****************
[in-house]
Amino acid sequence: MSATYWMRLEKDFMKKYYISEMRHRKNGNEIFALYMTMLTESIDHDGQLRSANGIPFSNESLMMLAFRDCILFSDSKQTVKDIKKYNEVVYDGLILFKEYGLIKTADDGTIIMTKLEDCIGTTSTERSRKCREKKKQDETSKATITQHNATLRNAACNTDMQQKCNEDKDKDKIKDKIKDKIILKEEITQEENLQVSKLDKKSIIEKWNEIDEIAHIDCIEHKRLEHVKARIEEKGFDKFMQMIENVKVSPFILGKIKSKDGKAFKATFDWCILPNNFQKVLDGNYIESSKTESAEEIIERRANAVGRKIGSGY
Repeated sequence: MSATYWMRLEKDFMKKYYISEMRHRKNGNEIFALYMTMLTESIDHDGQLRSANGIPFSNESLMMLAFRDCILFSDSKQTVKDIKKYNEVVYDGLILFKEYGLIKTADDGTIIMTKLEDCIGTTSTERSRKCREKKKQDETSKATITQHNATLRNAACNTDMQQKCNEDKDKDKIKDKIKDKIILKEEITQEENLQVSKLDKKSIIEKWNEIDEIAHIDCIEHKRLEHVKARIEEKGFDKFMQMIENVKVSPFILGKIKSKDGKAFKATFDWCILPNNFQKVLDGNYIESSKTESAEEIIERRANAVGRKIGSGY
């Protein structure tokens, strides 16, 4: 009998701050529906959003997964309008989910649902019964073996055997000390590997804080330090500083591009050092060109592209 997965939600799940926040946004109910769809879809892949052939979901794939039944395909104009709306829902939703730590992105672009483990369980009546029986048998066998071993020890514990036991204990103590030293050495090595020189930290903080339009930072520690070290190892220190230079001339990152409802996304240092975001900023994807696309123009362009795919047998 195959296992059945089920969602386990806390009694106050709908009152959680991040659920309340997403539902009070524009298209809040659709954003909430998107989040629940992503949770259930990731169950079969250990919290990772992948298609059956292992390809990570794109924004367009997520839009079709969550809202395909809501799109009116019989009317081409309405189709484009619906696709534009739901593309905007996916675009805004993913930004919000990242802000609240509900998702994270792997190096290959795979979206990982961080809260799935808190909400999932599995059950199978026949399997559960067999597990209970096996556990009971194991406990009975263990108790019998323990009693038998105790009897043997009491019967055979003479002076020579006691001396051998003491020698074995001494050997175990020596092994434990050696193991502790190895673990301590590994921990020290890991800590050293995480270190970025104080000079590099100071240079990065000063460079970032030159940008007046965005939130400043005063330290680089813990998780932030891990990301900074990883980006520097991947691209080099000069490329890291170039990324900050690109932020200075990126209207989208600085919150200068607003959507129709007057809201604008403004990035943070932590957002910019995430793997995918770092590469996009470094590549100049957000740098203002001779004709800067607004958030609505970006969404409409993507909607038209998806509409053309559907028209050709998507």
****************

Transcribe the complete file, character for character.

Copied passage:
[in-house]
Amino acid sequence: MSATYWMRLEKDFMKKYYISEMRHRKNGNEIFALYMTMLTESIDHDGQLRSANGIPFSNESLMMLAFRDCILFSDSKQTVKDIKKYNEVVYDGLILFKEYGLIKTADDGTIIMTKLEDCIGTTSTERSRKCREKKKQDETSKATITQHNATLRNAACNTDMQQKCNEDKDKDKIKDKIKDKIILKEEITQEENLQVSKLDKKSIIEKWNEIDEIAHIDCIEHKRLEHVKARIEEKGFDKFMQMIENVKVSPFILGKIKSKDGKAFKATFDWCILPNNFQKVLDGNYIESSKTESAEEIIERRANAVGRKIGSGY
Repeated sequence: MSATYWMRLEKDFMKKYYISEMRHRKNGNEIFALYMTMLTESIDHDGQLRSANGIPFSNESLMMLAFRDCILFSDSKQTVKDIKKYNEVVYDGLILFKEYGLIKTADDGTIIMTKLEDCIGTTSTERSRKCREKKKQDETSKATITQHNATLRNAACNTDMQQKCNEDKDKDKIKDKIKDKIILKEEITQEENLQVSKLDKKSIIEKWNEIDEIAHIDCIEHKRLEHVKARIEEKGFDKFMQMIENVKVSPFILGKIKSKDGKAFKATFDWCILPNNFQKVLDGNYIESSKTESAEEIIERRANAVGRKIGSGY
């Protein structure tokens, strides 16, 4: 009998701050529906959003997964309008989910649902019964073996055997000390590997804080330090500083591009050092060109592209 997965939600799940926040946004109910769809879809892949052939979901794939039944395909104009709306829902939703730590992105672009483990369980009546029986048998066998071993020890514990036991204990103590030293050495090595020189930290903080339009930072520690070290190892220190230079001339990152409802996304240092975001900023994807696309123009362009795919047998 195959296992059945089920969602386990806390009694106050709908009152959680991040659920309340997403539902009070524009298209809040659709954003909430998107989040629940992503949770259930990731169950079969250990919290990772992948298609059956292992390809990570794109924004367009997520839009079709969550809202395909809501799109009116019989009317081409309405189709484009619906696709534009739901593309905007996916675009805004993913930004919000990242802000609240509900998702994270792997190096290959795979979206990982961080809260799935808190909400999932599995059950199978026949399997559960067999597990209970096996556990009971194991406990009975263990108790019998323990009693038998105790009897043997009491019967055979003479002076020579006691001396051998003491020698074995001494050997175990020596092994434990050696193991502790190895673990301590590994921990020290890991800590050293995480270190970025104080000079590099100071240079990065000063460079970032030159940008007046965005939130400043005063330290680089813990998780932030891990990301900074990883980006520097991947691209080099000069490329890291170039990324900050690109932020200075990126209207989208600085919150200068607003959507129709007057809201604008403004990035943070932590957002910019995430793997995918770092590469996009470094590549100049957000740098203002001779004709800067607004958030609505970006969404409409993507909607038209998806509409053309559907028209050709998507």